It takes a toll on Surface, which didn’t find the acceptance in business that everyone expected.
So when something sells poorly (less than a million units), you slash the price.
This is what Microsoft did and Windows tablets now start at just $349. Let’s see if Microsoft’s XBOX strategy works out for tablets as well. Strategy is called siphon money from profitable divisions to maintain the lowest price.
Poor video lighting isn’t something you can only find on the web. Amateur videos of all sorts suffer from its effects.
I wrote a little article on three-point lighting at the Wikipedia that describes the most basic lighting setup.
The three point lighting setup may be simple but it’s useful in 80% of cases – or even close to 100% if you’re shooting talking heads.
As you can see there’s a remarkable difference when you go from top to bottom. Note: the second one was shot by iFilm.
So what are the guys at iFilm doing right? Here’s a short list for you:
- Use soft light – a single large softbox is enough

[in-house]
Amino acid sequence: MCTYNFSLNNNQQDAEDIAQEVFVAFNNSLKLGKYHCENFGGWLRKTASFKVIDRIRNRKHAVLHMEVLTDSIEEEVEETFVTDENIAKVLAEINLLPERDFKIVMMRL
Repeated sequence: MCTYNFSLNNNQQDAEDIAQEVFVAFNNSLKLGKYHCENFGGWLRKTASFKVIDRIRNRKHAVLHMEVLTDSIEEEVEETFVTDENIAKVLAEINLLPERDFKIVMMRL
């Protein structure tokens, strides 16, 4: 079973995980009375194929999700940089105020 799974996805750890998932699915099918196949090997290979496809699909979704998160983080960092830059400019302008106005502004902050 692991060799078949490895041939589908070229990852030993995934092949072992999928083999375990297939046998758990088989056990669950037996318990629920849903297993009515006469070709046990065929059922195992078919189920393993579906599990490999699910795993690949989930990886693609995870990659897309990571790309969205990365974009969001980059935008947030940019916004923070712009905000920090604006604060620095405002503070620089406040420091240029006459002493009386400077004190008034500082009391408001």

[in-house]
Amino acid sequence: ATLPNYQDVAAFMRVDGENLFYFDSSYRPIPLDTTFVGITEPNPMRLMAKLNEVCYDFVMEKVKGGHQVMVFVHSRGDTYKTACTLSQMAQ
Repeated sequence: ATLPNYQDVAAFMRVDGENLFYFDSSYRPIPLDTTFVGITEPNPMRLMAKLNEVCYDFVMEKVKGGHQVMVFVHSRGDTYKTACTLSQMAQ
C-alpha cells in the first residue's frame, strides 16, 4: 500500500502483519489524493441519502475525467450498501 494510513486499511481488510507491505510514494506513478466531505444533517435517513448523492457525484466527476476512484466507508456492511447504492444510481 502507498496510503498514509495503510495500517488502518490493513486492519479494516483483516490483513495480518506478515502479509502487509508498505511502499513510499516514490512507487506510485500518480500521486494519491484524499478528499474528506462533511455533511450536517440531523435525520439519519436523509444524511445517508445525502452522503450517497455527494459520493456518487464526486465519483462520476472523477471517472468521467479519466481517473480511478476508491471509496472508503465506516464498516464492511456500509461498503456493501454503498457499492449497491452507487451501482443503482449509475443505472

- Use a fill light – if you don’t have a large softbox
- Use a back light – see that highlight on her hair, it creates much needed separation between subject and background
- Use a background light – if you’re shooting talking heads, it’s best if you use a background light with a color filter (blue) to improve the separation between subject and background
Apart from lighting, it seems that a little make up and a soft filter complete the magic.
Ira Glass is creator, host and executive producer of This American Life. Here’s a segment of his interview where he talks about the common pitfalls when doing a talk show for broadcast.
Update: You can view more videos on storytelling at current.tv
Here’s a few tips from Cinetech on how to get better results from Youtube’s encoder.
1. Learn to shoot better quality videos for the Web.
2. Your source video needs to be ideally high resolution. For instance: MOV or AVI file, NTSC 720×480 or VGA 640×480.
3. You need to get a high quality video encoder. Keep in mind that most video editing programs such as Apple Final Cut Pro, iMovie, Adobe Premiere Pro, Windows Movie Maker or Sony Vegas, come with an encoding engine so you can export your videos directly from the timeline.
4. YouTube resizes your videos to 320×240 pixels, encodes them to Flash 7 at a data rate of approximately 250 kbps and compresses audio to mp3 (22.050 KHz, monophonic).
5. It’s very important that you keep an aspect ratio of 4:3, otherwise the quality of your video will be severely impaired.
6. YouTube recommended settings are:
* MPEG4 (Divx, Xvid) format
* 320×240 resolution
* MP3 audio
* 30 frames per second